A legislative committee unanimously approved changing a bill Monday that now would require the state Health Department to make at least one unannounced annual inspection as well as monthly visits to each of Oklahoma's seven veterans centers.
Members of the House of Representatives Veterans and Military Affairs Committee, concerned about reports of neglect and abuse at the centers, also passed an amendment requiring that Health Department inspectors be assigned exclusively to the veterans centers.
“The two amendments put a tooth into the bill and do what the people are demanding which is accountability and protection for the vets,” said committee member Rep. Eric Proctor, D-Tulsa. “It's definitely many steps in the right direction.”
The Health Department estimates it would have to hire nine additional inspectors to survey the veterans centers. The additional cost for salaries and benefits, travel and motor pool expenses and office space is projected at $819,200.
A Health Department official balked at having the inspectors dedicated specifically to the veterans centers, but lawmakers insisted.
“As legislators we should not abdicate our responsibility to a bureaucrat,” Proctor said. “Part of the committee process is to make amendments to ensure that there are teeth moving to the floor.”
Committee members voted 10-0 to pass Senate Bill 629. It now goes to the House Calendar Committee, which will determine whether it advances to the House.
Until 2003, the Health Department inspected the state veterans centers, home to nearly 1,400 veterans. Since then, the U.S. Veterans Affairs Department regularly inspects each center, and the agency has a survey team that evaluates the centers and helps prepare them for the federal inspections.
Al Patrick, an Army veteran of 22 years who watched as lawmakers discussed changes to the bill for more than an hour, applauded the measure.
“There have actually been no inspections,” said Patrick, of Norman, after the meeting. “Also, complaint follow-up is going to be a bigger thing. Right now the complaints are handled by the administrators of the centers and they said they basically found no reason for the complaints.”
Problems at the veterans centers in the past three years include the scalding of an 85-year-old veteran, Jay Minter, in a whirlpool last year at Claremore Veterans Center; he later died. The center was found to be understaffed and had problems such as disorganized mealtimes and dangerously crowded hallways.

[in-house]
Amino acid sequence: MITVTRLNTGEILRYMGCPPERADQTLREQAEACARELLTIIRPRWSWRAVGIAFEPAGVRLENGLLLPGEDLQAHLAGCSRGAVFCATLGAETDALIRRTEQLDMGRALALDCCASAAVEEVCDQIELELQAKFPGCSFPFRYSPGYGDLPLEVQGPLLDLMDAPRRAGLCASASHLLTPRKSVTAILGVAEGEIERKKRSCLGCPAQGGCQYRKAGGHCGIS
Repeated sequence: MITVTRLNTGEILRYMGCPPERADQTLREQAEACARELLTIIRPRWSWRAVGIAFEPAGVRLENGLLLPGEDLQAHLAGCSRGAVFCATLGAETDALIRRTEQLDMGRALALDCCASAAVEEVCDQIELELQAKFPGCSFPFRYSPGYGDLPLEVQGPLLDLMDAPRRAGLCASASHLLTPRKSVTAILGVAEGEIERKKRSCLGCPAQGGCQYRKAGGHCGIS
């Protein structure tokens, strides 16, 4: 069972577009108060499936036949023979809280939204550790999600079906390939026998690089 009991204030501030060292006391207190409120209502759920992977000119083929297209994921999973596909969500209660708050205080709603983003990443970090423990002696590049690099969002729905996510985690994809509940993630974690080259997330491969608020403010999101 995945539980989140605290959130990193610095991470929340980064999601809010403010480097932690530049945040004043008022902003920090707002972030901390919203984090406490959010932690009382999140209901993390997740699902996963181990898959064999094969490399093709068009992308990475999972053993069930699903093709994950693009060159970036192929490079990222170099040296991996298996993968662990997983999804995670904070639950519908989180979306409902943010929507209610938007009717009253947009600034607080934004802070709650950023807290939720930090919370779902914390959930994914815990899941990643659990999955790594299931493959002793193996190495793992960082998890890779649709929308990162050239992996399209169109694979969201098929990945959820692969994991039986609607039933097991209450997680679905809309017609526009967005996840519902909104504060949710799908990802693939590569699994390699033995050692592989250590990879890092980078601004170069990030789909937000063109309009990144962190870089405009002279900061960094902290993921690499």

Other problems include the Ardmore Veterans Center failing to protect five residents from sexual abuse by an employee in 2010 and keeping the employee at work despite a recommendation that he be fired. A 2010 report shows that a resident died at the Ardmore Veterans Center after not receiving proper treatment.
At the Norman center, multiple residents developed pressure sores. Relief devices were not provided, and staff could not identify residents at risk.
After Minter's death in May, a Senate panel headed by Sen. Frank Simpson heard from family members of other veterans who described abuse within the facilities. The panel also heard from veterans center employees who described a culture of intimidation that they said was intended to keep a facility's problems quiet.
Simpson, the author of SB 629, said he wanted to review the amendments further, but he had no immediate objection.
He said he liked the idea of having inspectors assigned solely to the veterans centers.
“You could develop an inspection team that was really trained and understood inspecting a veterans center, which in some aspects can be a little bit different in respect to a nursing home,” said Simpson, R-Ardmore. “They could also develop a track record of knowing what to look for at certain centers based upon their history with those centers.”
Simpson said the he hopes the additional cost of nearly $1 million to implement the measure doesn't alarm legislative leaders crafting the state's budget for the upcoming fiscal year.
“My question to them would be, what kind of a price tag do you put on the welfare of veterans in our veterans centers?” he said. “I think that's a good investment.”